Tuesday, February 10, 2015

Sampling microbrewed beer in Kurashiki

The bar area at Kurashiki Mugishukan looks inviting
but also intimidating to beer geeks who can't read Japanese!

I ended up settling down there to have a couple of (small) glasses
of beer and a read of copies of the bilingual Japan Beer Times :b

Even without going on a 17-kilometer-long bicycle ride, I often already am thirsting to have some nama biru (draft beer) when I'm in Japan.  But after completing my Kibi Plain bike excursion, I had a specific place in mind to go slake my thirst -- the bar of a microbrewery in nearby Kurashiki which had been closed when I visited that town the previous day but I knew was open on the other days of the week!

Upon entering the premises of Kurashiki Mugishukan, I found more than I bargained for.  On the negative side, it happened to be one of those places in Japan without an English menu or anyone on the premises who was comfortable speaking English.  More happily however, I discovered that the microbrewery had plenty of beers on tap, including those from other microbreweries in the region.  Also, that even while the bartender (who happened to be the only other person around pretty much the whole time that I was there) couldn't speak English, he still could identify and state different beer styles such as "pilsner", "IPA" and "bock"!

The first beer that I tried was a German style brownish looking house beer from the microbrewery.  The second was another German style brown beer known as Tsuyama Draft from Okayama's Tago Brewery Company.  If truth be told though, neither of these craft beers were particularly memorable and all that successful at quenching my thirst -- this not least since they were served in glasses that were on the small and also expensive side!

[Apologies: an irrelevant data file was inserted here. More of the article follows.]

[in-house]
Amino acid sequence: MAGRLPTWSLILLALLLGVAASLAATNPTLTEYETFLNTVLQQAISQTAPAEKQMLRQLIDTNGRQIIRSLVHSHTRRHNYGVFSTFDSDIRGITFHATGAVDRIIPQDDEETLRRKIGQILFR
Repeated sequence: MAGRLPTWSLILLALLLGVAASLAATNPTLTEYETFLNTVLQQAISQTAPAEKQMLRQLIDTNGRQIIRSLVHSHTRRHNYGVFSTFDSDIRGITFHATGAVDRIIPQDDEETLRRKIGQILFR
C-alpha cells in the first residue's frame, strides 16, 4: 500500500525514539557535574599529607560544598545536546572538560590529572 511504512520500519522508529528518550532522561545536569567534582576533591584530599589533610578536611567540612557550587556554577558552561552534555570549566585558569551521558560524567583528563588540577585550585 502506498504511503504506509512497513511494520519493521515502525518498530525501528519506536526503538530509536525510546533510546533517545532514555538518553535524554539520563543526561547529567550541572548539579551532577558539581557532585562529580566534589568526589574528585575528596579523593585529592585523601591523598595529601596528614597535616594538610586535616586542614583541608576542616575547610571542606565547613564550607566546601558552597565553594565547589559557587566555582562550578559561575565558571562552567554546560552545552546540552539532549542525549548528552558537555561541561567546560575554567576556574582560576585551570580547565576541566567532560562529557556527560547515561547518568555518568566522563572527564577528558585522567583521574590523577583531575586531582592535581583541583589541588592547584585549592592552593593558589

Funnily enough, probably the highlight of my visit to Kurashiki Mugishukan was coming across copies of the Japan Beer Times there.  Although certain of the copies had cover pictures that got me thinking I definitely was not a member of the publication's target audience, I still did enjoy reading many of its articles -- and ended up going through every single one of the eight or so different copies of the publication that were lying about in the bar area! 

I think it can be safely said that the big four breweries of Asahi, Kirin, Sapporo and Suntory still rule for the most part in Japan.  At the same time though, I've tasted my share of enjoyable Japanese microbrews in Japan and also Hong Kong (including the beers of Kagua and Hitachino). And even while I have to admit to being very happy to drink the nama biru of the big four in Japan -- which, it has to be said, does taste quite a bit better when imbibed within their home country -- I did come away from my visit to Kurashiki Mugishukan determined to sample even more Japanese craft beers when the chances presented themselves! ;b


Paul said...

I passed by this place everyday during my stay at Kurashiki, and kept wondering what's inside. While I'm not a huge fan of Japanese beer (sounds like neither are you!), this does seem like a neat little place to sample the microbrewing scene in West Japan!

YTSL said...

Hi Paul --

Actually, I've found a few Japanese beers that I really, really like -- including those from Minoh Beer:-

But it's true enough that I loved that craft beer bar in Kurashiki far more for its atmosphere than its beers on offer at the time I was there. ;b